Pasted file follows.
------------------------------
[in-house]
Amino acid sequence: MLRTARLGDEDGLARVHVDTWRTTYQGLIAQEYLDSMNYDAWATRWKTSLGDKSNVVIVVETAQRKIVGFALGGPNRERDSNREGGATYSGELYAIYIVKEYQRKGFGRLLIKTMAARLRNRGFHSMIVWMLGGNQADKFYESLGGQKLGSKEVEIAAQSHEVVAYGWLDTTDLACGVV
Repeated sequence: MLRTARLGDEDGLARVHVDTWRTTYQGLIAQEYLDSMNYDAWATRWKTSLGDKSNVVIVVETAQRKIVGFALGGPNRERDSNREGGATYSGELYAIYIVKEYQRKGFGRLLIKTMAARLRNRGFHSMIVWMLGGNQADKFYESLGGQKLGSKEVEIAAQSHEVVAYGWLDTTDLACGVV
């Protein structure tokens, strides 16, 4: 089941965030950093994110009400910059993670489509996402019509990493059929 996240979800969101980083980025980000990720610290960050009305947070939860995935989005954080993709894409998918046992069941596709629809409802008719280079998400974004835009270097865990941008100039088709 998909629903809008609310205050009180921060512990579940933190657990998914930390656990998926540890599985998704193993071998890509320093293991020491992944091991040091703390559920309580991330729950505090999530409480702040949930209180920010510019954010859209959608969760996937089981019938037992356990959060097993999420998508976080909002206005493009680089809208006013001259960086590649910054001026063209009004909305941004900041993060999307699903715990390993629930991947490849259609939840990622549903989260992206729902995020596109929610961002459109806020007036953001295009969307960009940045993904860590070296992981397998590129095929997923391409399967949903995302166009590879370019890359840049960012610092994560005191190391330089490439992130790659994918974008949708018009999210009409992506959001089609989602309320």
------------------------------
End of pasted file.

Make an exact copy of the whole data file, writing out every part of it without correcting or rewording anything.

[in-house]
Amino acid sequence: MLRTARLGDEDGLARVHVDTWRTTYQGLIAQEYLDSMNYDAWATRWKTSLGDKSNVVIVVETAQRKIVGFALGGPNRERDSNREGGATYSGELYAIYIVKEYQRKGFGRLLIKTMAARLRNRGFHSMIVWMLGGNQADKFYESLGGQKLGSKEVEIAAQSHEVVAYGWLDTTDLACGVV
Repeated sequence: MLRTARLGDEDGLARVHVDTWRTTYQGLIAQEYLDSMNYDAWATRWKTSLGDKSNVVIVVETAQRKIVGFALGGPNRERDSNREGGATYSGELYAIYIVKEYQRKGFGRLLIKTMAARLRNRGFHSMIVWMLGGNQADKFYESLGGQKLGSKEVEIAAQSHEVVAYGWLDTTDLACGVV
């Protein structure tokens, strides 16, 4: 089941965030950093994110009400910059993670489509996402019509990493059929 996240979800969101980083980025980000990720610290960050009305947070939860995935989005954080993709894409998918046992069941596709629809409802008719280079998400974004835009270097865990941008100039088709 998909629903809008609310205050009180921060512990579940933190657990998914930390656990998926540890599985998704193993071998890509320093293991020491992944091991040091703390559920309580991330729950505090999530409480702040949930209180920010510019954010859209959608969760996937089981019938037992356990959060097993999420998508976080909002206005493009680089809208006013001259960086590649910054001026063209009004909305941004900041993060999307699903715990390993629930991947490849259609939840990622549903989260992206729902995020596109929610961002459109806020007036953001295009969307960009940045993904860590070296992981397998590129095929997923391409399967949903995302166009590879370019890359840049960012610092994560005191190391330089490439992130790659994918974008949708018009999210009409992506959001089609989602309320």